Since the murder of Trayvon Martin in 2012, the Black Lives Matter movement has grown to become a major voice in this country. They have demanded issues that affect African-Americans be included in the discussion of politics and have demanded that presidential candidates include the cause in their agendas.
And while it may be evident that the movement is the largest Black liberation movement in recent history, some still ask if Black Lives Matter the new voice for the unheard?
A new study by Brilliant Corners, a research and strategies company, recently surveyed more than five hundred African Americans aged 18 and older, and found that 34 percent believe or somewhat believe groups like the NAACP and the Urban League represent and speak for them.
Thirty-nine percent of those polled believe, or somewhat believe, that groups like Black Lives Matter represent and speak for their community.
Cornell Belcher, President of Brilliant Corners joined Roland Martin on NewsOne Now to discuss the findings of the survey and how the Black Lives Matter movement has gained traction in a short period of time.
Belcher told Martin he was surprised at how “quickly they’ve come and are not challenging traditional Civil Rights organizations – icons – as representatives and speaking for them.”
Belcher explained 47 percent of millennials side with Black Lives Matter and 40 percent of Generation X side with the movement for Black Lives. He also noted the results from the Brilliant Corners survey revealed as the age groups polled get older, more individuals side with traditional civil rights organizations.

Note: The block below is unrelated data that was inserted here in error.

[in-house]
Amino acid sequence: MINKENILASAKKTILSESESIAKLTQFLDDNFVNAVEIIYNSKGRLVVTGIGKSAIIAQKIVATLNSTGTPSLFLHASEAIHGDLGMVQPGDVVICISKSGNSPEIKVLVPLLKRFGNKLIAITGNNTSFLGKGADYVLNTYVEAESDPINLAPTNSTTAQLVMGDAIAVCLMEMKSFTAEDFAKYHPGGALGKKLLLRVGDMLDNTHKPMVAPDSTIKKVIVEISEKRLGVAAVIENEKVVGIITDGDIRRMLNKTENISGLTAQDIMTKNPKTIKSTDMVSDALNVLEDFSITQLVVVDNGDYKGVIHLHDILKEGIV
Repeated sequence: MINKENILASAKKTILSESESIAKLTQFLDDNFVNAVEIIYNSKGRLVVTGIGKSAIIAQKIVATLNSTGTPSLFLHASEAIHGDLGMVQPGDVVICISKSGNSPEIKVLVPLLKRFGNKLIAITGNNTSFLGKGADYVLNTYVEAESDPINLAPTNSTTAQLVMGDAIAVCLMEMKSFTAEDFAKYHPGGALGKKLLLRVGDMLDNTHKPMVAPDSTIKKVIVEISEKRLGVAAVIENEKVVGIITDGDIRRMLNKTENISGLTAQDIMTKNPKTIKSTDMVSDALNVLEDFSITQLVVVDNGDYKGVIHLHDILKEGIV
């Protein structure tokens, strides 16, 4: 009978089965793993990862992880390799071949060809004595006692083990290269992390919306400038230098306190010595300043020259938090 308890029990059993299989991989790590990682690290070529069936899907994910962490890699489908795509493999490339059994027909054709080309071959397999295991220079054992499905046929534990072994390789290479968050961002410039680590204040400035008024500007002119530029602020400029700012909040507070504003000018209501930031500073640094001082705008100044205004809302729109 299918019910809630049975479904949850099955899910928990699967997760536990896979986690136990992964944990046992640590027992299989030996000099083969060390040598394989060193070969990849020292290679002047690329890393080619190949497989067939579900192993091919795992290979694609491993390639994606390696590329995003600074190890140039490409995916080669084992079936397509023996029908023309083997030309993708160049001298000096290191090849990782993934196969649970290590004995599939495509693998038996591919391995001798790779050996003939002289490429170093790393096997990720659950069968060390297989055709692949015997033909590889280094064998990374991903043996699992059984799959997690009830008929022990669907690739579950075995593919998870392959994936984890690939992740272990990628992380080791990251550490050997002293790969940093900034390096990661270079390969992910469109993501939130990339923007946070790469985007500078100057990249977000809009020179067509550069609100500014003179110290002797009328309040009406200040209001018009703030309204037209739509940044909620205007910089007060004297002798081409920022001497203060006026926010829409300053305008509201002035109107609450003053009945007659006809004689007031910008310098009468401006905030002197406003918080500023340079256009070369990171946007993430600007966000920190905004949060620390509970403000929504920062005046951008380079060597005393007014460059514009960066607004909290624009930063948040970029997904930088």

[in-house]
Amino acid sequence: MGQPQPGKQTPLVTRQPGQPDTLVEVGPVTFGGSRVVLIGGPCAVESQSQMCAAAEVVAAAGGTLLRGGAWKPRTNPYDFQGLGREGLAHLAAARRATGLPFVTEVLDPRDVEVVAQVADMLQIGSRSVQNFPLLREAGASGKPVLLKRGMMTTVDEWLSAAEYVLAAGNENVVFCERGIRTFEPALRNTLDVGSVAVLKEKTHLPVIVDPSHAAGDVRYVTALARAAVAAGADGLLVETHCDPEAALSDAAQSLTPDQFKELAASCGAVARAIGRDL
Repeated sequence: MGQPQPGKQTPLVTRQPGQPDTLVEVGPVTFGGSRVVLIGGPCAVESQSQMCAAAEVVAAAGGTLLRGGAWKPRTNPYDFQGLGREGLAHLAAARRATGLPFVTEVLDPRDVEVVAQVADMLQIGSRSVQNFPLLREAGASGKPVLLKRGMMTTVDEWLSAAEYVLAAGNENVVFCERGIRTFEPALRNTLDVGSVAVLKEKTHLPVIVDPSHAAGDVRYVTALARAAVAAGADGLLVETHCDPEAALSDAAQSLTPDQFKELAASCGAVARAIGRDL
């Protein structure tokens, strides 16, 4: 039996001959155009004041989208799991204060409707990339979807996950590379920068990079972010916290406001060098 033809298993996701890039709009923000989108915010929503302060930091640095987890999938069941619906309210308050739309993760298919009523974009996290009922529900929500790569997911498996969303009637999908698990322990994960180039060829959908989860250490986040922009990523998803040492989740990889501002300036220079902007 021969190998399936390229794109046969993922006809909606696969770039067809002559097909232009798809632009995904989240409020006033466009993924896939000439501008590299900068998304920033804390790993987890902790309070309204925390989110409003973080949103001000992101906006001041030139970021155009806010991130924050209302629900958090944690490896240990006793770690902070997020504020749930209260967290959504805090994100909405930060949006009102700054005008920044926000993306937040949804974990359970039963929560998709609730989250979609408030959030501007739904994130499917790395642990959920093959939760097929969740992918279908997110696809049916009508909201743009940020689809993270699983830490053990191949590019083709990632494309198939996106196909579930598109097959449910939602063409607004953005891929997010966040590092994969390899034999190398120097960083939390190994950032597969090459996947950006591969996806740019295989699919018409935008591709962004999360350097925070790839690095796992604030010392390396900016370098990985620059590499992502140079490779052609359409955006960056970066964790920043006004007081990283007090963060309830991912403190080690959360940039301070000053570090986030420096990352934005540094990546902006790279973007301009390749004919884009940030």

These results prompted Belcher to ask, “Are we seeing the baton passed right now in our country around generational leadership and what will this mean for politics in the future?”
Belcher added, “Clearly as Obama steps off state will you see more strident voices rise up?”
Martin highlighted this apparent shift in the Civil Rights power structure has taken place in approximately three years.
Ella Hearns, an Organizing Coordinator for Black Lives Matter said, “I don’t think the impact of of those three years has really settled in — how quickly the maturation of this current movement happened. I don’t necessarily think about it because we are consistently organizing in the face of obviously continued violence systemically and structurally.”
In speaking about the maturation of the movement, NewsOne Now panelist Angela Rye said, “The movement took off because it spoke to the hearts and minds of America’s young people were really thinking and feeling and it took the power that exists and the level playing field of social media like Twitter where everyone has a voice … it is the perfect example of what a level playing filed in a democracy looks like.”
She continued, “I don’t know that they necessarily signed up to take on that responsibility,” but now that the movement has garnered a significant amount of attention from the public, politicians and the media Rye explained the Black Lives Matter movement no longer has choice in the matter. Members of the movement are “speaking for a group of people who for so long have felt disenfranchised and voiceless.”
Watch Roland Martin, Cornell Blecher, and the NewsOne Now panel discuss the Black Lives Matter movement picking up the baton of the fight for civil rights in America.
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